It was most prominently through family networks that people were informed of the gathering and encouraged to attend. Madonna Perez for example, was called by her mother every week and told that she must come to Famoksaiyan. Others were informed by uncles, aunties, some in San Diego, others in Guam. A common phrase was, “you should go, meet other young Chamorros like you, you can stay with auntie or uncle so and so…”
This conference made use of these family and social networks stretched across the Pacific Ocean and the United States. In our discussions we gave respect i manamko’, who have worked hard in build and maintain these kinship ties, in particular since the end of World War II.
But at the same time, what made Famoksaiyan truly historic, was the way it brought the social and the political worlds together into one space. If Chamorros as a people are serious about our survival, about issues of cultural and language revitalization, economic development, social improvement, both in the islands and in the United States, then we must bring the political issues that affect us, into our social spaces like fiestas and other events.
As I told one attendee at the conference, we have to go beyond the food. While we can take pride in the fact that hunggan, gof mangge’ i fina’tinas Chamoru, we have to assert our presence in this country as more than just another “ethnic” group that makes “ethnic” cuisine for the dominant culture. We need to band together with each other and with other groups and make demands. In the United States, these demands might be, given our poor educational and health statistics for equal access to government programs, education and health services. In relation to our islands in the Pacific, these demands might be for sovereignty, for an end to colonialism, a demand for justice.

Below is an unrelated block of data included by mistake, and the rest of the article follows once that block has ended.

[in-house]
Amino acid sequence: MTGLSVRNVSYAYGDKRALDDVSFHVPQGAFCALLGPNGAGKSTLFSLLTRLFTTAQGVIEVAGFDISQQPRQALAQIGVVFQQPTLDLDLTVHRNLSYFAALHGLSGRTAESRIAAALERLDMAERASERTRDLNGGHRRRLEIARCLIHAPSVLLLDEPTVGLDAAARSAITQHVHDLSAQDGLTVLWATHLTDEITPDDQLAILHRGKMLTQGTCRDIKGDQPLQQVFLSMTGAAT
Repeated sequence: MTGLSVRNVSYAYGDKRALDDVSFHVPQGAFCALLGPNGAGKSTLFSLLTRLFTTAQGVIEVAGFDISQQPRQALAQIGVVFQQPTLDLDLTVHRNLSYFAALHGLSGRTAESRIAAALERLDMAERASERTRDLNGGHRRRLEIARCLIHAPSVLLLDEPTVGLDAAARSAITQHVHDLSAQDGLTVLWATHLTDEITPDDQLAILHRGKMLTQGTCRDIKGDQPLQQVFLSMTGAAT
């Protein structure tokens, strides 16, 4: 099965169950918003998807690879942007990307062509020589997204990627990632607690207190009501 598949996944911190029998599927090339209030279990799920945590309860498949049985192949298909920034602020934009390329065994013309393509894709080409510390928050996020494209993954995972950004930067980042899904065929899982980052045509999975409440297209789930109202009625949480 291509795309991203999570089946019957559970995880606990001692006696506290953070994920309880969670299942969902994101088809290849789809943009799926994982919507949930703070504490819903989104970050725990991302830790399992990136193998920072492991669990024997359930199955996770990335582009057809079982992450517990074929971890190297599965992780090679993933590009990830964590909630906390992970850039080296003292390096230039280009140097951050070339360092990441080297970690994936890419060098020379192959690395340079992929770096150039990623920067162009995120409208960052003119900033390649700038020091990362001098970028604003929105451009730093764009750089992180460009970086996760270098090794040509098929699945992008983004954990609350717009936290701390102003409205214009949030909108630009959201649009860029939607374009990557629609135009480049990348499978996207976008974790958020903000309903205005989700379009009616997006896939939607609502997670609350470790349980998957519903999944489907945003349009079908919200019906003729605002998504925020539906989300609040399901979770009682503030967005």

For Chamorros, along with other invisible ethnic groups, our political presence and power does not exist by virtue of our numbers or our history. We must work to create it.
The last reason why Famoksaiyan might be historic is because of the way it provided the networking space and identification of skills that can make this creation possible. Young Chamorros who are upset at the way we are treated in Guam by the US Federal Government, or who are angry over the fact that even though we are a United States “colony” most people still think Guam is Guatemala, found a number of other Chamorros who feel the same, and who want to do something about it. And best of all, now we have the skills to do it. For example, Tiffany Lacsado has public policy experience. Miget Tuncap has a history of student organizing. Lola Sablan Santos has grant writing experience and a huge list of professional contacts. Also attending the conference were artists, poets, health professionals, lawyers, counselors and so on.
Over the next couple of months we will be having meetings in San Francisco and Seattle to solidify the networks we’ve made and start working on the projects we’ve proposed.
We are looking for more people, who are concerned about the futures of Chamorros and their islands and are interested in making a difference or a change. If you would like to know more please email me, Michael Lujan Bevacqua, at firstname.lastname@example.org, or sign up for our listserv at http://lists.riseup.net/www/info/famoksaiyan.